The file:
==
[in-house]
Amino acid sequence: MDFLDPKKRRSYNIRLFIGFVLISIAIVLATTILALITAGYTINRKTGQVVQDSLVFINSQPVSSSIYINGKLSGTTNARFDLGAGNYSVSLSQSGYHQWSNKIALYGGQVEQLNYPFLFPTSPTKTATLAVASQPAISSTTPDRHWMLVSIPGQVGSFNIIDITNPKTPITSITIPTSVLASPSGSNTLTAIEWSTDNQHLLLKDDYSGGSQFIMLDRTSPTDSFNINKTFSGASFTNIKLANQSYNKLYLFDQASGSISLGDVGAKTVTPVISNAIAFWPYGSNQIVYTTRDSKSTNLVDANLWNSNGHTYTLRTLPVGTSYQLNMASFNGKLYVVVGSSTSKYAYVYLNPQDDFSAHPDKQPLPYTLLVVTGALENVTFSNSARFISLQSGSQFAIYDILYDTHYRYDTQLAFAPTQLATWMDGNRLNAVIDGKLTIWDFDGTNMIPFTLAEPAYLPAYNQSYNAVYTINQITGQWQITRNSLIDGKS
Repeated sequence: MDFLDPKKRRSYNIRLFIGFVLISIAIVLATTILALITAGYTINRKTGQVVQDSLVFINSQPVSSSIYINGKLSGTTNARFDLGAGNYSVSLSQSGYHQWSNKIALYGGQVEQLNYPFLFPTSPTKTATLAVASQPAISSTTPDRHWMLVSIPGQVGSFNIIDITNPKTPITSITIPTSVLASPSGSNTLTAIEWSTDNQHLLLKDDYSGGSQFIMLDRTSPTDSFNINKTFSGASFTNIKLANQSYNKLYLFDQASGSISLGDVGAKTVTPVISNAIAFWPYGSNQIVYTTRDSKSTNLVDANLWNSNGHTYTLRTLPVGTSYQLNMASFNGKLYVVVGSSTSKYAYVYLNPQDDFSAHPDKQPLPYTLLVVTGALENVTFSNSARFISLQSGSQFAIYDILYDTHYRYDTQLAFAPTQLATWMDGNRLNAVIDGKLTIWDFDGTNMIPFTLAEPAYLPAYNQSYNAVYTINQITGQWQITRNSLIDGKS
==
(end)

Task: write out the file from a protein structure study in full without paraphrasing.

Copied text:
[in-house]
Amino acid sequence: MDFLDPKKRRSYNIRLFIGFVLISIAIVLATTILALITAGYTINRKTGQVVQDSLVFINSQPVSSSIYINGKLSGTTNARFDLGAGNYSVSLSQSGYHQWSNKIALYGGQVEQLNYPFLFPTSPTKTATLAVASQPAISSTTPDRHWMLVSIPGQVGSFNIIDITNPKTPITSITIPTSVLASPSGSNTLTAIEWSTDNQHLLLKDDYSGGSQFIMLDRTSPTDSFNINKTFSGASFTNIKLANQSYNKLYLFDQASGSISLGDVGAKTVTPVISNAIAFWPYGSNQIVYTTRDSKSTNLVDANLWNSNGHTYTLRTLPVGTSYQLNMASFNGKLYVVVGSSTSKYAYVYLNPQDDFSAHPDKQPLPYTLLVVTGALENVTFSNSARFISLQSGSQFAIYDILYDTHYRYDTQLAFAPTQLATWMDGNRLNAVIDGKLTIWDFDGTNMIPFTLAEPAYLPAYNQSYNAVYTINQITGQWQITRNSLIDGKS
Repeated sequence: MDFLDPKKRRSYNIRLFIGFVLISIAIVLATTILALITAGYTINRKTGQVVQDSLVFINSQPVSSSIYINGKLSGTTNARFDLGAGNYSVSLSQSGYHQWSNKIALYGGQVEQLNYPFLFPTSPTKTATLAVASQPAISSTTPDRHWMLVSIPGQVGSFNIIDITNPKTPITSITIPTSVLASPSGSNTLTAIEWSTDNQHLLLKDDYSGGSQFIMLDRTSPTDSFNINKTFSGASFTNIKLANQSYNKLYLFDQASGSISLGDVGAKTVTPVISNAIAFWPYGSNQIVYTTRDSKSTNLVDANLWNSNGHTYTLRTLPVGTSYQLNMASFNGKLYVVVGSSTSKYAYVYLNPQDDFSAHPDKQPLPYTLLVVTGALENVTFSNSARFISLQSGSQFAIYDILYDTHYRYDTQLAFAPTQLATWMDGNRLNAVIDGKLTIWDFDGTNMIPFTLAEPAYLPAYNQSYNAVYTINQITGQWQITRNSLIDGKS